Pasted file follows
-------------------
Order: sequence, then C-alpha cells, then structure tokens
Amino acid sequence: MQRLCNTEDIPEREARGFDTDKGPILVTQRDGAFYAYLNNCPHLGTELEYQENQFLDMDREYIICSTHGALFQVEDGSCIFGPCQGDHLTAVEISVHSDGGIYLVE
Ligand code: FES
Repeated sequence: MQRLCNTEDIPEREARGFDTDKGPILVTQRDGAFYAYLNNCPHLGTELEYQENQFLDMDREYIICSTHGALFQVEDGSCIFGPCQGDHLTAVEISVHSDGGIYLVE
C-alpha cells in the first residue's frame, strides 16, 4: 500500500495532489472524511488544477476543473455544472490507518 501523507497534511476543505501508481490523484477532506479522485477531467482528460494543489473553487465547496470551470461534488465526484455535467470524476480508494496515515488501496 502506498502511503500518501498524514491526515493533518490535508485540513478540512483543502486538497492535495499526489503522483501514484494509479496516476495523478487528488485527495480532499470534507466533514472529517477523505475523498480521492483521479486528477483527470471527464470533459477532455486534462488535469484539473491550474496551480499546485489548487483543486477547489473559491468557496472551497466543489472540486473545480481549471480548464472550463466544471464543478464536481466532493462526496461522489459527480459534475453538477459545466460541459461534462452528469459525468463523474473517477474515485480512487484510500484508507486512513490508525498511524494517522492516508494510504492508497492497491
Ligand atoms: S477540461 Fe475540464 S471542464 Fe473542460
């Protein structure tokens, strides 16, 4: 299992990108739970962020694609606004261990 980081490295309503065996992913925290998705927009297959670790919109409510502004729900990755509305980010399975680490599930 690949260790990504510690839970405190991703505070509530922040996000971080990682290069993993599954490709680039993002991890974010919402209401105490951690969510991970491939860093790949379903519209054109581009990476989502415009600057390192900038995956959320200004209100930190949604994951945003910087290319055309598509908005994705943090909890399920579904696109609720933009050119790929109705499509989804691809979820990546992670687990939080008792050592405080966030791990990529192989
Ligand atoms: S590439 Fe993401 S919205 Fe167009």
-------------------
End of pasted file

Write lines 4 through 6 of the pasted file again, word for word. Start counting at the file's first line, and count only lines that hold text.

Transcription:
Repeated sequence: MQRLCNTEDIPEREARGFDTDKGPILVTQRDGAFYAYLNNCPHLGTELEYQENQFLDMDREYIICSTHGALFQVEDGSCIFGPCQGDHLTAVEISVHSDGGIYLVE
C-alpha cells in the first residue's frame, strides 16, 4: 500500500495532489472524511488544477476543473455544472490507518 501523507497534511476543505501508481490523484477532506479522485477531467482528460494543489473553487465547496470551470461534488465526484455535467470524476480508494496515515488501496 502506498502511503500518501498524514491526515493533518490535508485540513478540512483543502486538497492535495499526489503522483501514484494509479496516476495523478487528488485527495480532499470534507466533514472529517477523505475523498480521492483521479486528477483527470471527464470533459477532455486534462488535469484539473491550474496551480499546485489548487483543486477547489473559491468557496472551497466543489472540486473545480481549471480548464472550463466544471464543478464536481466532493462526496461522489459527480459534475453538477459545466460541459461534462452528469459525468463523474473517477474515485480512487484510500484508507486512513490508525498511524494517522492516508494510504492508497492497491
Ligand atoms: S477540461 Fe475540464 S471542464 Fe473542460